I was chatting with someone the other day who got visibly excited when I mentioned the variety of soybeans I would be growing this year. I loved that. Her farm grows the same beans, and they’ve been impressed with the results. This is my life now, I thought, before getting into specifics with this person about yields, seeding dates, and other nerdy things. It was a fantastic conversation, and one that spurred me to reflect on how I wouldn’t have been able to hold my own in such a chat a year or two ago.
Three years ago I was someone who dabbled in agriculture. Now, it excites me, and I do more than dabble. My wife, too. This year, she’ll be running a CSA (community supported agriculture) garden, delivering fresh, in-season vegetables to a handful of people. Plus, I’m pretty sure we’ll be getting more animals. I heard mention of goats and donkeys the other day. I didn’t press for details.
My off-farm life is becoming more ag related. I’m comfortable with that. It makes sense. It was bound to happen. It’s become a life I want to enjoy, as well.
The opportunities surrounding the industry are ones I promote to everyone on the outside who is looking for a career change.
Attending a Manitoba Farm Writers and Broadcasters Association meeting, I heard from ag insiders that in the next few years, there will be tens of thousands of vacancies in the industry, in Canada alone. The biggest challenge companies and farms looking for employees face is getting the word out to qualified candidates.
“Yeah, okay, cool, but I don’t really want be a labourer on a farm,” is something I hear often, when I’ve attempted to take the wheel of my friends’ careers (something I have no business doing, by the way).
The exact percentage escapes me — perhaps I never knew it — but only a small amount of the current and projected openings will be on-farm labour jobs. Most of current and anticipated vacancies will be in office towers, research facilities, or posts allowing you to work from home with willingness to travel.
Employers are scrambling, trying to figure out the best place to market these openings. Which industries cultivate skills in people that are transferable to agriculture? More than you’d think, I learned. But it’s an interesting question to think about.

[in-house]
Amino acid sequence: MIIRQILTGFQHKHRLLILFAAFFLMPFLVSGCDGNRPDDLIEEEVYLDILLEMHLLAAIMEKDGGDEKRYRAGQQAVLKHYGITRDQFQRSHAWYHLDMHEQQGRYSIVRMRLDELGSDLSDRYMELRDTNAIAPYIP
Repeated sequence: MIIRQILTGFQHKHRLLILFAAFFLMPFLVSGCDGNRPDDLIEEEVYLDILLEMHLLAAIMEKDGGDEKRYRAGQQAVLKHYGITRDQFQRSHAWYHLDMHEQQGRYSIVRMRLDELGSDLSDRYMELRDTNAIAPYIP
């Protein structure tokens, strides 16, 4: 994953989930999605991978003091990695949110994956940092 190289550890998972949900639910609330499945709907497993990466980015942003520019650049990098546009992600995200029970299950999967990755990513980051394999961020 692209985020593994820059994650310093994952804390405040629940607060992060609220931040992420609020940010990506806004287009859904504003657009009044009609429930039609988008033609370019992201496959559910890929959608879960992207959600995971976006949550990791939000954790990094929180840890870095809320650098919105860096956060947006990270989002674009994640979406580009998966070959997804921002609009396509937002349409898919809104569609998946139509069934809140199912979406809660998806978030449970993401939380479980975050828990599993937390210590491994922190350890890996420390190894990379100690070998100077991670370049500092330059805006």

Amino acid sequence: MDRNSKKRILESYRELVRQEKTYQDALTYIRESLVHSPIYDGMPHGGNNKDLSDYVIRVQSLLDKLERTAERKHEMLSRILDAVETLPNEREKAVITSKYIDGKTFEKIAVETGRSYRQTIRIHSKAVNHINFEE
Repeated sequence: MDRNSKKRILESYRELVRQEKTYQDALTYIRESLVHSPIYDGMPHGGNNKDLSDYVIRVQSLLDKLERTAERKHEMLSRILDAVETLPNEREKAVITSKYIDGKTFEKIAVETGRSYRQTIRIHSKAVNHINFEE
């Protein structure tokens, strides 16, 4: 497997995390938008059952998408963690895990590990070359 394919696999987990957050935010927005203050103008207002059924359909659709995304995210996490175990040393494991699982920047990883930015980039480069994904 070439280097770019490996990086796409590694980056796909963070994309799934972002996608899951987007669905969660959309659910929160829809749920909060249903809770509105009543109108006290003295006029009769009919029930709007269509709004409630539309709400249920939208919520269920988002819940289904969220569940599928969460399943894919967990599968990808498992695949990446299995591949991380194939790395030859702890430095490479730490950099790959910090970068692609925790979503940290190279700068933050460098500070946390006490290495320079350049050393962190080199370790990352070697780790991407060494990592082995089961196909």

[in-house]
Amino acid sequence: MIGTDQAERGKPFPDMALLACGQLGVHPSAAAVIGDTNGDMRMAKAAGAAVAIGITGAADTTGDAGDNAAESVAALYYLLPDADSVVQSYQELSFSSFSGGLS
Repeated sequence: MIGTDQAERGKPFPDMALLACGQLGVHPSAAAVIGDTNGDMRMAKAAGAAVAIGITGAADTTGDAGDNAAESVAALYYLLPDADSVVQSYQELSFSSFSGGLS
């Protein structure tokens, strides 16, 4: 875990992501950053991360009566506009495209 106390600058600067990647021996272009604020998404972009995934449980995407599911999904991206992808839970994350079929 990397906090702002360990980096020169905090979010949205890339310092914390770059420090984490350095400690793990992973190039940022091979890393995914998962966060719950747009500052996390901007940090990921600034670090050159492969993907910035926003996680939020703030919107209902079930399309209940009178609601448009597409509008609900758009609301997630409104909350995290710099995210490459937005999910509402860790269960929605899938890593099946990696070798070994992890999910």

The military came up, and if that presenter followed through, there will be marketing campaigns aimed at bringing veterans on board to fill posts. Military training often involves communications, technology use, and problem solving skills mixed with intense physicality. At first, I found the connection weak. But less so on second thought.
More and more eyes will turn to agriculture over the next decade. Issues involving food, genetics, livestock, and grain farm practices are only growing. These are not just headlines for farmers to click on. They are above-the-fold stories in newspapers. And while it’s still a surprise for some to hear that the agriculture industry has a use for skillsets previously limited to urban environments, people are starting to clue in. Most of those who’ve jumped into ag later in life, working on policy, research or other facets love it. The work is interesting, diverse, and growing. Fast-forward five years and the crystal ball gets murky. I’d guess an increase in vacancies and an increase in interest.
The amount of jobs available is new to most people, insiders and out. Jobs in agriculture means working on a farm. And working on a farm means wading through manure while wearing overalls and chewing on a stock of wheat. Wrong. You know this. You know that farming requires much more than that, and agriculture encompasses an interesting spectrum of jobs.
But there’s more going on here. There’s more to ag companies and larger farms hoping to attract the attention of candidates who may not necessarily know much about the industry: fresh thinking, the specifics of which I can’t properly articulate.
What’s at work behind such a lazy phrase as “fresh thinking” is this: there’s lots we can learn from how the non-farming, non-agriculture industries of this world function. This phenomenon isn’t unique to agriculture. Every sector, every industry benefits from wide-eyed newcomers.
“Some of the best farmers around are the ones who came into it after doing something else.” I heard this, and quickly agreed, in part because I came back to the farm after having done something else for a decade and a half. But also because no matter what the industry, myopia is something you have to intentionally rally against. It happens to everyone, and it’s a terrible way to live.
This is why I urge my journalist friends to consider agriculture. This is why I urge anyone stuck in a job that no longer seems fulfilling to consider jumping ship to a sector that is growing and making tangible changes to the world we live in.